A lack of both accountability and urgency were among a raft of criticisms levelled at Northern Ireland's planners by a posse of politicians discussing a proposed overhaul of the planning regime.
According to Democratic Unionist MP Sammy Wilson, who was heading up the group of disgruntled MPs, the planning service suffered from 'more delays than British Rail on a bad day'.
He added: 'All public representatives are finding that levels of satisfaction with the Northern Ireland Planning Service are falling.'
Wilson was particularly vehement about delays over the province's long-awaited new Planning Policy Statement 5 (PPS5) which deals with retail planning.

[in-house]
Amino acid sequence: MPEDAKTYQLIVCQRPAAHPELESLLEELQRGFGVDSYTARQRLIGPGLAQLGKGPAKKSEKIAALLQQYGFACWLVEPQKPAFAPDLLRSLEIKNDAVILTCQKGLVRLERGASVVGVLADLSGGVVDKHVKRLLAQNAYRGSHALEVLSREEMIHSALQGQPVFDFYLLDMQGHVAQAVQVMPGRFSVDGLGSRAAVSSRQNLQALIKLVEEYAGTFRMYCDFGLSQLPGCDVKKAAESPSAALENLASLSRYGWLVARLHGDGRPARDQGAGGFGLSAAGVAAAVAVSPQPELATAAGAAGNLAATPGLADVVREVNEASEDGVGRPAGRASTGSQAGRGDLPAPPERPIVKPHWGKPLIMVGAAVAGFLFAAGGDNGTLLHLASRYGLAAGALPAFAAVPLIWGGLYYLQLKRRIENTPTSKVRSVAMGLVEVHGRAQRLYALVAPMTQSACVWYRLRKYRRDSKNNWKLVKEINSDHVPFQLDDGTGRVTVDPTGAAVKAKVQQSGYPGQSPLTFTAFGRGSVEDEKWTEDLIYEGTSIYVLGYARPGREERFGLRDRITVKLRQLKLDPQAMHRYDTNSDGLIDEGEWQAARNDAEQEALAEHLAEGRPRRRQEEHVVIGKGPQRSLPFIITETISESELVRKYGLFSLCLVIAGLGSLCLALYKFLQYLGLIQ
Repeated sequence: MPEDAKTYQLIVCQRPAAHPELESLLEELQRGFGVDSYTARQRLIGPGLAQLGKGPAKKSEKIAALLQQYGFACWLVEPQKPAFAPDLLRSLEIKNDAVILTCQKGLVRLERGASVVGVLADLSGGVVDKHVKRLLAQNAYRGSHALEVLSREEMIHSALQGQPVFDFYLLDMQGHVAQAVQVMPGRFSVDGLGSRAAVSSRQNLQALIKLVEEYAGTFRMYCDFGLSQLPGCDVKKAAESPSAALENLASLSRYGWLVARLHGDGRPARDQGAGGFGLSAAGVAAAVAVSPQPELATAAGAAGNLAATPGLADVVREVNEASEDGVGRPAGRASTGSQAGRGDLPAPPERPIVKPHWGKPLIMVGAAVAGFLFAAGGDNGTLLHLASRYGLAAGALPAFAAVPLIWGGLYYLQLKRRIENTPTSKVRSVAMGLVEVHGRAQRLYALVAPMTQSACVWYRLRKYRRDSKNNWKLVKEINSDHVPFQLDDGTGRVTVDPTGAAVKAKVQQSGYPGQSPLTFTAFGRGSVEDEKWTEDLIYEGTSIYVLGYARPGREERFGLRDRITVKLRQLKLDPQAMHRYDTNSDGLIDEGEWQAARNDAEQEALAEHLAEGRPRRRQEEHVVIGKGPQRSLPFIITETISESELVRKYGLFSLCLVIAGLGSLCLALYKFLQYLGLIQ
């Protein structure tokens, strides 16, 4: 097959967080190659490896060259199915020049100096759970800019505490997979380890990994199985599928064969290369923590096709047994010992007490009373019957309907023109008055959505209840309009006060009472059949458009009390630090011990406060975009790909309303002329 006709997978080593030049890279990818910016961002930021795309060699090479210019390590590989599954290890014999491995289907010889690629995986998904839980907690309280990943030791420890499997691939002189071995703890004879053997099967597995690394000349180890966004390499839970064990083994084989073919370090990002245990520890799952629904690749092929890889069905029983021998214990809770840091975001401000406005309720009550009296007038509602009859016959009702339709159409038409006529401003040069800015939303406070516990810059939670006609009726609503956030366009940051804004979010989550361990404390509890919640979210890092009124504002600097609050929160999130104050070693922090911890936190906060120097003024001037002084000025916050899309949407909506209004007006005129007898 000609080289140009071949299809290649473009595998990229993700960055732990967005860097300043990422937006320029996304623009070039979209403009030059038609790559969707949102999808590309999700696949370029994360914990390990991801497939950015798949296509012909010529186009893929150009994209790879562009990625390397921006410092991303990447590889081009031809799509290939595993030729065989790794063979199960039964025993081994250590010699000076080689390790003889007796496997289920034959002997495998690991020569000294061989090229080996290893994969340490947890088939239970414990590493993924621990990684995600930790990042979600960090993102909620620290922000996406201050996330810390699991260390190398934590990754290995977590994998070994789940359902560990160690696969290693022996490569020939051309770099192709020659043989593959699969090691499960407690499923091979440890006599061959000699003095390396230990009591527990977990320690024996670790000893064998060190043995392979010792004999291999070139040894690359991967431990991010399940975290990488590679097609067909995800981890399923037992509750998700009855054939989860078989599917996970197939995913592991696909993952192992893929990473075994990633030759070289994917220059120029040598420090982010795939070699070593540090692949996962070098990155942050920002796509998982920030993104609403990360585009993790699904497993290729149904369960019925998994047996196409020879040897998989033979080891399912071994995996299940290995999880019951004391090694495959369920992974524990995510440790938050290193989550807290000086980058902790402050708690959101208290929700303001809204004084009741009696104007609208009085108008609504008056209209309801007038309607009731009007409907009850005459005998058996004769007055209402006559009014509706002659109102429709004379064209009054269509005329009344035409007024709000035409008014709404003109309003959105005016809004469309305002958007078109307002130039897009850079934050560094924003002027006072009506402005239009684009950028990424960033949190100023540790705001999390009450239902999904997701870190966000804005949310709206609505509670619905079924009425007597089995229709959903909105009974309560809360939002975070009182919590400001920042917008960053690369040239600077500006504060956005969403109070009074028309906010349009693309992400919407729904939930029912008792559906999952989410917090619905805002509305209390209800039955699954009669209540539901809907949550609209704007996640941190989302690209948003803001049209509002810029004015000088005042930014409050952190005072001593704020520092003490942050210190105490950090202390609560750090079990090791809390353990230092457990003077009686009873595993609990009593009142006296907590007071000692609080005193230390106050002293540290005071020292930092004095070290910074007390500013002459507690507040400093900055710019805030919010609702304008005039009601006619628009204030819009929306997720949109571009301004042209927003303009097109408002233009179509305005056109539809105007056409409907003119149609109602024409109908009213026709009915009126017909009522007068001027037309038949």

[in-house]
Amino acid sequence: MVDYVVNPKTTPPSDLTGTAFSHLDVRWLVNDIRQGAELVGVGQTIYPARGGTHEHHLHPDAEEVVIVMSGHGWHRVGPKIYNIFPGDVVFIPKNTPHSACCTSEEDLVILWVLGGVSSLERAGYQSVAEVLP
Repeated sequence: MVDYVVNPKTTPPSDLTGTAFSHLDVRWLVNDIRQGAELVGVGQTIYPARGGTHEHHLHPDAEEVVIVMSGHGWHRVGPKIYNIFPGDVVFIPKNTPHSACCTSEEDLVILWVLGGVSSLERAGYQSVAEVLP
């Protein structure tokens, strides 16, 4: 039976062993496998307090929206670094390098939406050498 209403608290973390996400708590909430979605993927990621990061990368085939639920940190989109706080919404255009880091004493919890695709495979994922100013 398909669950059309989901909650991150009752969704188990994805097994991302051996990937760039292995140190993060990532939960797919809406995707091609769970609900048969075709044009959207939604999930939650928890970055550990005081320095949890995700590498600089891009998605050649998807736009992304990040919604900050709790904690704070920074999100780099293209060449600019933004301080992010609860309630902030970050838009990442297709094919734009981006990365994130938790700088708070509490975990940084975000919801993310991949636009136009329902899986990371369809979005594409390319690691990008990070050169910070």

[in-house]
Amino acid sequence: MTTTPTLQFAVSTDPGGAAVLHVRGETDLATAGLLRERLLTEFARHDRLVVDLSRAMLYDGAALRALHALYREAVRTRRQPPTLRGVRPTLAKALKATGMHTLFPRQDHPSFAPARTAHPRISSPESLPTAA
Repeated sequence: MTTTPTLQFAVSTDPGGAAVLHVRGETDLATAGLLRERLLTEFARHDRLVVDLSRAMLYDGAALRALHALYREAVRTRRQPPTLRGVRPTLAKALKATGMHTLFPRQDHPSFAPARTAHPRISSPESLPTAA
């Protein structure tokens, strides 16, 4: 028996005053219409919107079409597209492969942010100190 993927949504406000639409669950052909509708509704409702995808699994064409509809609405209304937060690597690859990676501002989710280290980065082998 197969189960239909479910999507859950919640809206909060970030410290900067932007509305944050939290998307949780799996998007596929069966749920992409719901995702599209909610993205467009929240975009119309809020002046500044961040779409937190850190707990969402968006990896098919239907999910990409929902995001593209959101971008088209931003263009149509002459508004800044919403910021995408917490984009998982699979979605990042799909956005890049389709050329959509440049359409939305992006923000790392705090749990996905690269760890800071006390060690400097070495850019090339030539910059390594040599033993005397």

He said: 'The damage that tardiness in advancing planning policies can do could not be illustrated better than by the disgraceful way in which successive ministers have handled the review of PPS 5.
'The guidelines have now been under review for five years.'
Mark Durkan, of the SDLP, also hit out at the planners, claiming the current regime is costing the province money and jobs.
He said: '[We] are right to highlight the issues and the frustrations of developers and others who are trying to advance projects that would underpin further economic development.'
The proposed planning legislataion revamp, which has now been put out for consultation, is expected to be the largest overhaul of the system in Northern Ireland for more than 30 years.
Northern Ireland Office minister Angela Smith, who agreed that the system was struggling, maintained that the changes would make the regime faster, modern and more accountable.